Atheist Ireland welcomes new forum on Catholic patronage of Irish schools
Atheist Ireland welcomes the decision by Minister for Education Ruairi Quinn to establish a forum to identify how schools can be transferred out of Catholic patronage as a matter of immediate priority.
We hope to participate as fully as possible in this forum as an advocacy group for an ethical and secular society.
This has the potential to be the most significant step towards a secular education system ever taken by an Irish Education Minister. However, it is important that the forum vindicates the right of all children to a secular education, and does not leave behind children in geographical areas where there are small numbers of nonreligious people.
Atheist Ireland wants a secular education system based on international human rights law. Parents have a right to not have their children indoctrinated at school with religious beliefs contrary to those of their parents. In Ireland, in practical terms, most nonreligious parents are denied this right.
In fact, it is impossible for this right to be respected in Roman Catholic schools. The Irish Catholic Bishops say that “Catholic schools seek to reflect a distinctive vision of life and a corresponding philosophy of education, based on the Gospel of Jesus Christ.” This ethos permeates the entire curriculum.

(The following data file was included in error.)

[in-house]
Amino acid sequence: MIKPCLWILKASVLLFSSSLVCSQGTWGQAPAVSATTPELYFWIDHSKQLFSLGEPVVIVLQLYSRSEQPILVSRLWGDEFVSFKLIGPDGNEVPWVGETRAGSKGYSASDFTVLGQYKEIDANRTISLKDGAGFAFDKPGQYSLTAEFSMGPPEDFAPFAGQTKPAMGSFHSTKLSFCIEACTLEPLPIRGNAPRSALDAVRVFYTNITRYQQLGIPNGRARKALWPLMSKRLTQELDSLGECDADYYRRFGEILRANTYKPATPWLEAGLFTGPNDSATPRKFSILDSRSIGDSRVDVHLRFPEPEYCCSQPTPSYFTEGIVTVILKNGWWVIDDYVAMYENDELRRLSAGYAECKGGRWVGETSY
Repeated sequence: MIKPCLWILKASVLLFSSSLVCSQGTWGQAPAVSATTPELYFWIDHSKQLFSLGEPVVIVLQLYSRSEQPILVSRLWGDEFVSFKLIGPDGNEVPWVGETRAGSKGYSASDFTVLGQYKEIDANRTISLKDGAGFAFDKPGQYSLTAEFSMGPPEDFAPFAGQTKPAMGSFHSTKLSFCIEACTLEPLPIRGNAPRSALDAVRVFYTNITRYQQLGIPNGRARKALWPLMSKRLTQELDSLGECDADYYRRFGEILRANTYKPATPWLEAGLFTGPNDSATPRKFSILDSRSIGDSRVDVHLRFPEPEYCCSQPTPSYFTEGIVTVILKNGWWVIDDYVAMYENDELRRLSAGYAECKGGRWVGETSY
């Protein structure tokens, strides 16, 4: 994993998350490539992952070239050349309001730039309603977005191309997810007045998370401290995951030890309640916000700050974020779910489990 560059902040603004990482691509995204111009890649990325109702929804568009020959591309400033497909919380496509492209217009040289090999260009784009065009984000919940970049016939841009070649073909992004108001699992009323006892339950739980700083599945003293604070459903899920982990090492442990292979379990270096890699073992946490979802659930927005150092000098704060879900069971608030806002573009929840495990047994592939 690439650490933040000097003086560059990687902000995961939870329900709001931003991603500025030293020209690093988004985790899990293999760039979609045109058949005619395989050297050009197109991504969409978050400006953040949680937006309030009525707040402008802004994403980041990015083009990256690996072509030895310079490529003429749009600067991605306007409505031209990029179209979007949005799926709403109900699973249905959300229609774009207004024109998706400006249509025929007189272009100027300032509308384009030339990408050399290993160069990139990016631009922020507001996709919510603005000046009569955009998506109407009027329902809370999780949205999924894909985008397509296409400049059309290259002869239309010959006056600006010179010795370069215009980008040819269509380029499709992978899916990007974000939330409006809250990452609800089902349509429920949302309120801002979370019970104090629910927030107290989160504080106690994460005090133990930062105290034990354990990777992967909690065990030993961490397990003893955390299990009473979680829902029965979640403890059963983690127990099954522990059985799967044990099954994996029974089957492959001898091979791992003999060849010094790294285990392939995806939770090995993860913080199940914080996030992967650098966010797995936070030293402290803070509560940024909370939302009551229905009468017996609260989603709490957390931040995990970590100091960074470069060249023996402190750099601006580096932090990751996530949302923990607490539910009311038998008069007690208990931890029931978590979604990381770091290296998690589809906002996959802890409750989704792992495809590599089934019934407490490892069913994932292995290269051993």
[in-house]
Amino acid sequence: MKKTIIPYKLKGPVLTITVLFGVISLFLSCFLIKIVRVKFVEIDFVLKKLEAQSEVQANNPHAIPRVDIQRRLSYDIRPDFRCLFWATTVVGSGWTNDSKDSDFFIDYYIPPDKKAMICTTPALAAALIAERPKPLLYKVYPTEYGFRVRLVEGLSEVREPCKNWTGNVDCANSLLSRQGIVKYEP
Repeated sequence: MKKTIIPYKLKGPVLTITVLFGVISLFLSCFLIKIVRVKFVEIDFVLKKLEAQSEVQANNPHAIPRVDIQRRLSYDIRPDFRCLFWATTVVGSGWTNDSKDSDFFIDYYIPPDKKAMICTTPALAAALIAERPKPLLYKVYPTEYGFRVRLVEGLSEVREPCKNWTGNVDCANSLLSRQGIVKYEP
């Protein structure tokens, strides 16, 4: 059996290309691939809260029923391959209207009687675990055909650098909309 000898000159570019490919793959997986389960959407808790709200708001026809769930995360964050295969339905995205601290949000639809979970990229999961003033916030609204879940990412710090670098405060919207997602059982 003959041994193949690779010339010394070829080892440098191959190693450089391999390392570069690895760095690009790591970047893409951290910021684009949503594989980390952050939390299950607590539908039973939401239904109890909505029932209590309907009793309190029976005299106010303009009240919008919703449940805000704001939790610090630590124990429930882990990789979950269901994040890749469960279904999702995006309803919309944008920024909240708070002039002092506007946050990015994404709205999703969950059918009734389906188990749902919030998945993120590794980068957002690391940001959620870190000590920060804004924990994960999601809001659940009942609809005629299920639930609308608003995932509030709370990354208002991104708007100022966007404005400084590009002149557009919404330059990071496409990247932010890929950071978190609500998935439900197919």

The United Nations Human Rights Committee has already told Ireland to increase its efforts to ensure that nondenominational primary education is widely available in all parts of the State.
And the European Court of Human Rights has ruled that children should be taught about religious culture and ethics in an objective, critical and pluralist manner. It has also ruled that primary schools in Italy should not display religious symbols on school walls.
Atheist Ireland believes that State education should be secular. Children should be taught about the diversity of religious beliefs in an objective manner. Children should be educated in critical thinking and the distinction between faith and reason as a guide to knowledge. Faith formation should be a matter for parents and religions.
Atheist Ireland wants a secular state for a pluralist people. This nuance is important: a pluralist society, with freedom of conscience, religion and belief, is best protected by a secular government, with public policy formed by applying reason to evidence.